This course introduces students to techniques of Visual Communication Design and Interactive Promotion. Class time is spent working on two design projects: Identity Design and Interactive Site. Through research and development, students will create their own brand mark, and use WordPress to build a basic interactive site to showcase their Sound Design work.
Sound Design for Visual Media Curriculum
Term 1 Course Descriptions
Mixing is an essential part of any finished sound design piece. As the industry-standard software, Pro Tools possesses tools every mixer should know. In this course, the emphasis is on the basic setup of a mix inside Pro Tools. Students compare older analog mixing concepts inside Pro Tools, and by the end of the course, they have a basic mix ready to go.
Pro Tools is introduced to students in depth. They're guided through the different windows and basic capabilities of the software, including basic editing, mixing, and mastering. An in-class post-production project is completed as well.
Sound design requires an in-depth knowledge of the physical properties of sound. This course introduces students to the physics of audio, specifically how analog and digital audio differ. The physics of audio are covered in depth, and students develop an understanding of “how” sound works students through the practical use of microphones – the first link in the chain of signal flow. Students then learn to set up the analog room, gaining a first-hand knowledge of the essentials of signal flow.
Portable recording is the basis for many of the sounds in any good sound designer’s library. Students are encouraged to always be prepared to record sounds at any time. This course covers the five Ws of portable recording as well as some basics in mastering their sounds.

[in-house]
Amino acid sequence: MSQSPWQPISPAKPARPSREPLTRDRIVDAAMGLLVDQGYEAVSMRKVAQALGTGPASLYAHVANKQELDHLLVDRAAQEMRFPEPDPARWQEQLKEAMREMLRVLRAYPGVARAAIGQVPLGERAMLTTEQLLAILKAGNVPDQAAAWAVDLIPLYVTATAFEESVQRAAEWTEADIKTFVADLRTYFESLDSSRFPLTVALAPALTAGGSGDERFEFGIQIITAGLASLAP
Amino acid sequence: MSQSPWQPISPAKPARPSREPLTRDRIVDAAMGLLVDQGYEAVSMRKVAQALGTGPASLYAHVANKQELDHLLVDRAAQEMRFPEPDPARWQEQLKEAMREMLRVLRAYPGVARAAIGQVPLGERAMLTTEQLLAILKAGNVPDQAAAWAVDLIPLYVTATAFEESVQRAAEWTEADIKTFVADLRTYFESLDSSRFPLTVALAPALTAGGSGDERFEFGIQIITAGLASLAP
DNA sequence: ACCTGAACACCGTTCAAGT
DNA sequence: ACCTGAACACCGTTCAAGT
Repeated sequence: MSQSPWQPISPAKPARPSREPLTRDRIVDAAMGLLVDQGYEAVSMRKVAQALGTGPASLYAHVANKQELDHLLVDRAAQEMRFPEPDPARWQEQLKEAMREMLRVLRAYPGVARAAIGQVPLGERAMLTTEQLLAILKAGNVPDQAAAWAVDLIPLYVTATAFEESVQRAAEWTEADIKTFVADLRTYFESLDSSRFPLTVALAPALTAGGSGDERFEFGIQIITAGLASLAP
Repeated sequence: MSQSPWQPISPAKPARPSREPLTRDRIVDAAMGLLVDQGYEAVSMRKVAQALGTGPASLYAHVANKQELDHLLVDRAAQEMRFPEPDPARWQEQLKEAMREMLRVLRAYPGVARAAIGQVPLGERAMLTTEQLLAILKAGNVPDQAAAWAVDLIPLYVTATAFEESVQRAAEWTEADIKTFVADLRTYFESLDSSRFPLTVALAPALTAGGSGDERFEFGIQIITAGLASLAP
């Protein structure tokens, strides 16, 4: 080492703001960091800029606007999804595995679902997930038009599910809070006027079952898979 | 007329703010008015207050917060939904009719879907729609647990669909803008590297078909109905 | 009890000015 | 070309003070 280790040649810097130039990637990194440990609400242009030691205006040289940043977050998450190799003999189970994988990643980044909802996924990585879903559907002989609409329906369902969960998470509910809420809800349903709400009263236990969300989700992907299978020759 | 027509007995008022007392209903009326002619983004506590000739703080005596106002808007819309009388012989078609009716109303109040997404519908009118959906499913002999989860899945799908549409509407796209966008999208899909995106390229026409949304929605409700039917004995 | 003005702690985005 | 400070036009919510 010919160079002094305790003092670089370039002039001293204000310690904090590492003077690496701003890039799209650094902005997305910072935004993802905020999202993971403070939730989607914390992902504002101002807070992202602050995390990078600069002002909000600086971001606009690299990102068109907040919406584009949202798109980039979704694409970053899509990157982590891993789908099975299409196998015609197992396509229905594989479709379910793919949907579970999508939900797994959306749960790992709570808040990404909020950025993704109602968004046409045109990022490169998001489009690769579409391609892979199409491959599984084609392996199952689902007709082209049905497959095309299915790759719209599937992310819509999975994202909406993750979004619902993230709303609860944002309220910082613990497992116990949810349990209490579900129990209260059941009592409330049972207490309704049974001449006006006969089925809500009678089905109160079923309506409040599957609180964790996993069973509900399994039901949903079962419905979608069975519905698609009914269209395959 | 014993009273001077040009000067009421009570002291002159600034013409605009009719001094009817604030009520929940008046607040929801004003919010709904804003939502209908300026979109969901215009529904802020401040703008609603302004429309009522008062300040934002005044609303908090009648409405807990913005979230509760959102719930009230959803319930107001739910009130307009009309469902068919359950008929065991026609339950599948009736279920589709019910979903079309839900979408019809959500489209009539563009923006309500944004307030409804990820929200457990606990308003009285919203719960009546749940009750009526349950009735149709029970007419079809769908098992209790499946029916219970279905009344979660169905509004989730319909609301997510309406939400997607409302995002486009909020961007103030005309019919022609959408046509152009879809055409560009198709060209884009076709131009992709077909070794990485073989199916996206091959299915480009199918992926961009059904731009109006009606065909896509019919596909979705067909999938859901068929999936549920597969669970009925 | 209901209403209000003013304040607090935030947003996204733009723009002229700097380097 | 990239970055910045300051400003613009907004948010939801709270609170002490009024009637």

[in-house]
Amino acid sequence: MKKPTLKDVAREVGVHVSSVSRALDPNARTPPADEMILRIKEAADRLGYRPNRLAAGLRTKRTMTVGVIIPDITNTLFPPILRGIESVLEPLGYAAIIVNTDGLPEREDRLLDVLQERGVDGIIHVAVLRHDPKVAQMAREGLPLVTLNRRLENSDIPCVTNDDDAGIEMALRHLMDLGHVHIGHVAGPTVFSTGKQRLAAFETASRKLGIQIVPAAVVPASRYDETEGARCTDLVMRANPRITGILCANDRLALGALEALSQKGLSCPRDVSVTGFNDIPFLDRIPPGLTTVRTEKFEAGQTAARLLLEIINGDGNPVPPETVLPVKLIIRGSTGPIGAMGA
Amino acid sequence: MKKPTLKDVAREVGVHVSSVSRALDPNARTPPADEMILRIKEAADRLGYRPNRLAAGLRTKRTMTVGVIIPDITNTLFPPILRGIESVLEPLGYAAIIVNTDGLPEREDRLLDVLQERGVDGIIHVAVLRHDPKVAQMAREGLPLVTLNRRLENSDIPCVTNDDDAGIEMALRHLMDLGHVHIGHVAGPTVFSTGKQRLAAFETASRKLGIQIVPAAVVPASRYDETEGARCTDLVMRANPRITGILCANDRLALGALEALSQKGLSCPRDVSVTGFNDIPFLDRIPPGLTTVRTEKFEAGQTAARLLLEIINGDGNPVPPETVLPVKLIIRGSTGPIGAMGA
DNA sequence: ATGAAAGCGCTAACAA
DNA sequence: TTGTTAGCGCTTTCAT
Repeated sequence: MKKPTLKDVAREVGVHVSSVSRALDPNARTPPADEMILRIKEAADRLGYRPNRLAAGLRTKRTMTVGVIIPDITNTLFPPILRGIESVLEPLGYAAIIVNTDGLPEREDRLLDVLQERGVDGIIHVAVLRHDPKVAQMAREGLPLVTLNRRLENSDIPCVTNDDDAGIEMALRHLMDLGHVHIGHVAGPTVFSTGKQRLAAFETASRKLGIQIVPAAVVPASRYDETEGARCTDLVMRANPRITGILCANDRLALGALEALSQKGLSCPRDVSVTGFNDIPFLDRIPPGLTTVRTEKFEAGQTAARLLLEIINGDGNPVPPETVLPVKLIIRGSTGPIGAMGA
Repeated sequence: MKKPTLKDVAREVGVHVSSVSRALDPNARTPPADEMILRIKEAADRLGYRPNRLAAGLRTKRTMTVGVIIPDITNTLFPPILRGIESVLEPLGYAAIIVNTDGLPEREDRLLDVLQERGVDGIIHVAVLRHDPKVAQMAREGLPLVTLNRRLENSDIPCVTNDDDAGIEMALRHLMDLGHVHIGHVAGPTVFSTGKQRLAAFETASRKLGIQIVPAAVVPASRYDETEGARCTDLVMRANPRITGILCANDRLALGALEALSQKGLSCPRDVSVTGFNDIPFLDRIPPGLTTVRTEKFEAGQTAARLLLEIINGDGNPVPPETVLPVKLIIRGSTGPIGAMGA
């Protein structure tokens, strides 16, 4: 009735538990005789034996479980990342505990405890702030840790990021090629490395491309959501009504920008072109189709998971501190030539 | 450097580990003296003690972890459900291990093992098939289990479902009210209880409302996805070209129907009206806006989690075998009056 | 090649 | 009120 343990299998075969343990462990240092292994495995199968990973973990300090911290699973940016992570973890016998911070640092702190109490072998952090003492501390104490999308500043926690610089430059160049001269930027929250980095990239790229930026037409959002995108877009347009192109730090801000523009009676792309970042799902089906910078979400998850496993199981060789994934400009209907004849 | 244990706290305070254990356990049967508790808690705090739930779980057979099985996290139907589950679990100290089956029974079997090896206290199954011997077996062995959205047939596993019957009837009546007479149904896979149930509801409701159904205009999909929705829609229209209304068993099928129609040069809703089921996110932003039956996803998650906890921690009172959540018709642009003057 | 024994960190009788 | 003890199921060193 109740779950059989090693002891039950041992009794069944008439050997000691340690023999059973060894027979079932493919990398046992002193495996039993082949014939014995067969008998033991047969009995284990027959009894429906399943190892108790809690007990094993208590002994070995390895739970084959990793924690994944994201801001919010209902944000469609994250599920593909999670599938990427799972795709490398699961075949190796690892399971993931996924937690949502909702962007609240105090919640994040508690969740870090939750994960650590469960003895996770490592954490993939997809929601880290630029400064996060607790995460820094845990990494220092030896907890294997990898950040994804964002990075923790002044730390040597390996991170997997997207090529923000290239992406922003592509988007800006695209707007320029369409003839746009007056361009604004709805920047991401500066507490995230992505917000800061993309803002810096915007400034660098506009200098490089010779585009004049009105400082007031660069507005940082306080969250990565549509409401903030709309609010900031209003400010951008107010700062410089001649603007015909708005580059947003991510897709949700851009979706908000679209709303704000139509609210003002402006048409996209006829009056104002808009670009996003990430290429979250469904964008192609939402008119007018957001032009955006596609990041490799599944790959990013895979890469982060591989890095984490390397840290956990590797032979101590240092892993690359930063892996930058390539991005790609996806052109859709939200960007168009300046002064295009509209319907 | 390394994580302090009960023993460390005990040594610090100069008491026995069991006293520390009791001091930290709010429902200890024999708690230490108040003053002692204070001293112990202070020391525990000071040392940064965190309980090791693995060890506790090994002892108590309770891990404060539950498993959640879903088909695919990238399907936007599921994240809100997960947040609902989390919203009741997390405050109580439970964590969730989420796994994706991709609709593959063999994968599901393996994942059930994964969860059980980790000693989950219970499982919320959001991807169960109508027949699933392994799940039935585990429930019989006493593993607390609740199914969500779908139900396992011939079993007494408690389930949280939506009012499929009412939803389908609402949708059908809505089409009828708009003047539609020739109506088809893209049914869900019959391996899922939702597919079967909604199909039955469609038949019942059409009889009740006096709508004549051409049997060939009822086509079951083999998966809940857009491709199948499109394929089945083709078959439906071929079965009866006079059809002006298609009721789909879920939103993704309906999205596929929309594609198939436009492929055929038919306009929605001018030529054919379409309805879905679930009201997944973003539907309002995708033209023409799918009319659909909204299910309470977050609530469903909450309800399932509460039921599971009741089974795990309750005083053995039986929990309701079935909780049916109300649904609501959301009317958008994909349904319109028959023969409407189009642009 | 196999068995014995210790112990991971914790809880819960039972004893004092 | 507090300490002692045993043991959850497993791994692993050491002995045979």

Post-production studio recording breaks down into two main categories: Foley and ADR. The first four classes of this course concentrate on Foley with the following three classes on ADR, including how ADR is scripted prior to recording and using that script in an ADR session. There is also a review of microphones used for these types of recordings.
MIDI (Musical Instrument Digital Interface) is a protocol in the sound industry that has expanded well beyond its music roots. Students explore the basic concepts of MIDI and also learn fundamental skills with synthesizers.
Building on the knowledge gained in Post Recording I, students expand their skills in Foley recording and performance, while also reviewing ADR scripting and recording. This course is primarily driven by practical implementation of previously taught theory.
Students explore different portable recorders available at VFS in addition to the other microphones they are able to use throughout the year. Proper microphone technique is stressed to increase the quality of student recordings.
Term 2 Course Descriptions
Game audio is a rapidly expanding sector of the visual media where sound designers are in high demand. This course introduces students to the concepts, theory, and basic software implementation methods and techniques essential to game audio. As a nonlinear medium, games have an underlying engine driving the sounds and visuals based on player decisions. Understanding the fundamental difference of real-time, interactive audio considerations as compared to post audio is essential. Students explore Python, a scripting language used by many game companies, as a method for understanding that audio for a game is eventually put into code.
Post audio editing is a key part of any film or television soundscape. All sounds used in a film are edited prior to being mixed. In this course, students explore the basic elements of audio editing and develop an understanding of how to start editing each element. Defining the roles and importance of each audio element is necessary to complete the complex soundscapes of today’s films and television shows. This course starts by “spotting” a show with instructors.